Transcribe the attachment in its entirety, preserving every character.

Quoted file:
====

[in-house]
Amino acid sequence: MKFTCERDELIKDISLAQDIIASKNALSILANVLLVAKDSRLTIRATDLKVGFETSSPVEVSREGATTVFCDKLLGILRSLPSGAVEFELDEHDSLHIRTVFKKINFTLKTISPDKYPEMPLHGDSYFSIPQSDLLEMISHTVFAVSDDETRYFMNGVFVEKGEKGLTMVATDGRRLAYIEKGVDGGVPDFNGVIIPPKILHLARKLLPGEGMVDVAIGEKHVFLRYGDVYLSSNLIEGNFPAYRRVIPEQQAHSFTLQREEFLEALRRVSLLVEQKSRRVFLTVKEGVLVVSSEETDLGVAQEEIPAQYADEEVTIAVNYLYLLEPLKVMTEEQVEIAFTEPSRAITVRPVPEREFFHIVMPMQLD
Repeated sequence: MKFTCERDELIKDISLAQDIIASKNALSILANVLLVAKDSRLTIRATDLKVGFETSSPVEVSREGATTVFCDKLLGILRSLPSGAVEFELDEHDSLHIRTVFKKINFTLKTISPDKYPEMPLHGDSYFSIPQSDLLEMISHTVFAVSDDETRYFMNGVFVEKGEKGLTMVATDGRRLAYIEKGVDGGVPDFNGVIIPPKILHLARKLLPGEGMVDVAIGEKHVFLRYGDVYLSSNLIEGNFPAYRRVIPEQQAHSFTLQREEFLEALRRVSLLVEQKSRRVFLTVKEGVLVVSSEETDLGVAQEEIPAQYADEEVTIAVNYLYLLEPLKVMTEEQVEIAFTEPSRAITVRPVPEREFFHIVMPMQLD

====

[in-house]
Amino acid sequence: MKFTCERDELIKDISLAQDIIASKNALSILANVLLVAKDSRLTIRATDLKVGFETSSPVEVSREGATTVFCDKLLGILRSLPSGAVEFELDEHDSLHIRTVFKKINFTLKTISPDKYPEMPLHGDSYFSIPQSDLLEMISHTVFAVSDDETRYFMNGVFVEKGEKGLTMVATDGRRLAYIEKGVDGGVPDFNGVIIPPKILHLARKLLPGEGMVDVAIGEKHVFLRYGDVYLSSNLIEGNFPAYRRVIPEQQAHSFTLQREEFLEALRRVSLLVEQKSRRVFLTVKEGVLVVSSEETDLGVAQEEIPAQYADEEVTIAVNYLYLLEPLKVMTEEQVEIAFTEPSRAITVRPVPEREFFHIVMPMQLD
Repeated sequence: MKFTCERDELIKDISLAQDIIASKNALSILANVLLVAKDSRLTIRATDLKVGFETSSPVEVSREGATTVFCDKLLGILRSLPSGAVEFELDEHDSLHIRTVFKKINFTLKTISPDKYPEMPLHGDSYFSIPQSDLLEMISHTVFAVSDDETRYFMNGVFVEKGEKGLTMVATDGRRLAYIEKGVDGGVPDFNGVIIPPKILHLARKLLPGEGMVDVAIGEKHVFLRYGDVYLSSNLIEGNFPAYRRVIPEQQAHSFTLQREEFLEALRRVSLLVEQKSRRVFLTVKEGVLVVSSEETDLGVAQEEIPAQYADEEVTIAVNYLYLLEPLKVMTEEQVEIAFTEPSRAITVRPVPEREFFHIVMPMQLD